A Chicago CBS reporter says the governor of Illinois will not sleep well tonight after a key aide and contributor entered into a plea agreement with federal investigators. Ali Ata ran the Illinois Finance Authority but apparently got the job after making a payoff to Tony Rezko for Rod Blagojevich’s election campaign. Blagojevich said after the second installment that they’d have to find Ata a job where he could make up the difference:

In an explosive development reaching to the state’s highest office, a former high-ranking state official claimed Tuesday that Gov. Rod Blagojevich was on hand when he presented $25,000 in campaign money to now-indicted fundraiser Antoin “Tony” Rezko.

Ali Ata, 56, a former executive director of the Illinois Finance Authority, said Blagojevich then asked Rezko if he had talked to Ata about a job on the state payroll.

Ata said later, after he made a second $25,000 campaign contribution, Blagojevich again brought up the subject of a job and said it should be one in which Ata “could make some money.” …

The bombshell came in Ata’s signed guilty plea to lying to the FBI about Rezko’s role in getting him his state job. Blagojevich was not named in the plea, but it was clear from references in the agreement that Public Official A was the governor.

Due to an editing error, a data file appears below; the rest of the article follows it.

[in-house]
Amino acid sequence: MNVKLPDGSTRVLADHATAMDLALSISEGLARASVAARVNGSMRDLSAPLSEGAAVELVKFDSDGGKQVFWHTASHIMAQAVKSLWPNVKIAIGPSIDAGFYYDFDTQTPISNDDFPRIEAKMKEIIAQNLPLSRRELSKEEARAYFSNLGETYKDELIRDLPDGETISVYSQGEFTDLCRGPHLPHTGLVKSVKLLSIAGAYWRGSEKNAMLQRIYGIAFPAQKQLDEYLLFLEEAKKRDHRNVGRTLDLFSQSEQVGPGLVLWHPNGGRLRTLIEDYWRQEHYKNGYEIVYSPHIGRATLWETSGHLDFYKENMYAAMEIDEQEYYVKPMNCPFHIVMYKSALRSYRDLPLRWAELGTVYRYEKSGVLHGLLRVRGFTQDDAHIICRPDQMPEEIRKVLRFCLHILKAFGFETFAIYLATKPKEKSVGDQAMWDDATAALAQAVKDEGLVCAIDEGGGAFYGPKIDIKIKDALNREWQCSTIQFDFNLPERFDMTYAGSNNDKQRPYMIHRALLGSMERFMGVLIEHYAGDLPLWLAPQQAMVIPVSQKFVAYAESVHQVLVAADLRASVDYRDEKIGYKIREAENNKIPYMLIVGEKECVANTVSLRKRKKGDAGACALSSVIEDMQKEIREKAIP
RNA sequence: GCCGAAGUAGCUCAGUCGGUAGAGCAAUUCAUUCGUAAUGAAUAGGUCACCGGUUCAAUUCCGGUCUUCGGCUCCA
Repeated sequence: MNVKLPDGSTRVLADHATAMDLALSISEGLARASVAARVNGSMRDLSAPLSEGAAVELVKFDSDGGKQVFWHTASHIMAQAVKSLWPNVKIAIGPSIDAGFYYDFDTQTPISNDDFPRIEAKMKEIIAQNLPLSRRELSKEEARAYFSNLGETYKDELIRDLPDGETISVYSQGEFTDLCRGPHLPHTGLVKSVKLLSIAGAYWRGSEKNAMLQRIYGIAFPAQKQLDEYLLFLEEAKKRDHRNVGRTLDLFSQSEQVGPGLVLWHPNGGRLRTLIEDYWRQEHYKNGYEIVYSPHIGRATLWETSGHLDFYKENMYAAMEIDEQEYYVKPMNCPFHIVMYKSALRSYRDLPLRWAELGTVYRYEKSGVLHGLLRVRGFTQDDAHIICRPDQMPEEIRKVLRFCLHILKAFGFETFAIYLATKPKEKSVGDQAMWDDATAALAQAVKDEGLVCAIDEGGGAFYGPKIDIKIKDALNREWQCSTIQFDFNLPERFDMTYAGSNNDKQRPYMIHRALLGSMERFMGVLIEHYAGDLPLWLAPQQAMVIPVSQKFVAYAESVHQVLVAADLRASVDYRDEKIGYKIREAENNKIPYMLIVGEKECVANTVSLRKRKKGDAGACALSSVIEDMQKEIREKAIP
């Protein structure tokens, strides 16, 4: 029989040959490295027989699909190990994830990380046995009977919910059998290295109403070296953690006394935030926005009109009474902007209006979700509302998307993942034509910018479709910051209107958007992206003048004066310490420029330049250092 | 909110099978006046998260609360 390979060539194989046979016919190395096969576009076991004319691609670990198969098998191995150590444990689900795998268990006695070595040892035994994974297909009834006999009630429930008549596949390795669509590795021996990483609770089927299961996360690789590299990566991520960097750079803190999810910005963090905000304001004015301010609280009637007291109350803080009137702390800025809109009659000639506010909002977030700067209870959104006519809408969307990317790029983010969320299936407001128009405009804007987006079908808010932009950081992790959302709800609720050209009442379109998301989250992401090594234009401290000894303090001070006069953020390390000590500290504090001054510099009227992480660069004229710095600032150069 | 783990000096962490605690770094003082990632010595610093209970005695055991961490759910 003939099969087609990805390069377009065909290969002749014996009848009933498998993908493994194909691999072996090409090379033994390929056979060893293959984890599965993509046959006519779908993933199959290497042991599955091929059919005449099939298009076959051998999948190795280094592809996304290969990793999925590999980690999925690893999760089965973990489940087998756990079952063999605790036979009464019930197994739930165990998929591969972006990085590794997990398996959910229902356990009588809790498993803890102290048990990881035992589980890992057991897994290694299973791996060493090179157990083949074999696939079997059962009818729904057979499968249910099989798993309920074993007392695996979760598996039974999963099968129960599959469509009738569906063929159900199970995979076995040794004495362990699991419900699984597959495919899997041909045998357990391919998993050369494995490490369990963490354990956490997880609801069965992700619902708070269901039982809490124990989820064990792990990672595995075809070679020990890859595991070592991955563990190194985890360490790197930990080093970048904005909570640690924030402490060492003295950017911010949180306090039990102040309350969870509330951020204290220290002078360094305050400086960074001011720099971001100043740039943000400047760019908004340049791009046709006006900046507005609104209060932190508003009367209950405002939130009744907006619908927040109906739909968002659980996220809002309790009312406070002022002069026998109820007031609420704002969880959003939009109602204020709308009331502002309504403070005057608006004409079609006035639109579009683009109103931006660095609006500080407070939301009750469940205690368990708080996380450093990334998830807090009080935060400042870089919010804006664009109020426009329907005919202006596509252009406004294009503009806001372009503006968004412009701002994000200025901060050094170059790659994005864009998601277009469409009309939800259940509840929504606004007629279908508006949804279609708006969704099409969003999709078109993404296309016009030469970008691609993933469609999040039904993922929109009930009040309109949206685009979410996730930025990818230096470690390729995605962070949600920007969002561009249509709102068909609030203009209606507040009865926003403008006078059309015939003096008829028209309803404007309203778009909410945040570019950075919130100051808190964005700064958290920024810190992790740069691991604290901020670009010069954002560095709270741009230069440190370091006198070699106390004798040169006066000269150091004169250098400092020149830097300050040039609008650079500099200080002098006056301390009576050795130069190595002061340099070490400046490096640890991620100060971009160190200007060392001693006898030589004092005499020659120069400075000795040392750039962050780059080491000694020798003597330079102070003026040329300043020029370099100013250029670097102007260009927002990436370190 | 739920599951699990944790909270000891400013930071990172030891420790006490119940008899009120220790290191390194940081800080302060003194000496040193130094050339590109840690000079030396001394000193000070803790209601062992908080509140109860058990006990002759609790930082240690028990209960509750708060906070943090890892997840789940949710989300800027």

Ata’s plea said Rezko was “very involved” in fundraising for Public Official A. Also, before his selection as head of the Illinois Finance Authority, Ata was told by Public Official A that he, the official, understood Ata would join his administration, it said.

This is the first testimony that puts Governor Blagojevich in the room when a payoff got made. When Ata put the money on the table, Blagojevich asked Rezko whether he had sounded out Ata on what kind of job he wanted in the government. Blagojevich told Rezko to make sure it was “a job where the defendant could make some money,” according to the plea agreement. If the federal investigators can corroborate that with transaction records or any other witness testimony, it will almost certainly result in an indictment against the Governor.

In exchange for testimony at the Rezko trial, Ata will get no more than 18 months on federal tax-evasion and obstruction of justice charges, the latter for lying to an FBI agent during an interrogation. That means Ata will remain available for any corruption trial, not just Rezko’s. He won’t get sentenced until the prosecutors are satisfied that he has testified to the full extent of his usefulness, and that may take a while.

Blagojevich denies everything, but he is rapidly running out of options. At some point, the Democratic Party in Illinois may demand his resignation before it suffers what the Republicans endured in Ohio for much less cause. This could boost the fortunes of the flagging GOP in the Land of Lincoln.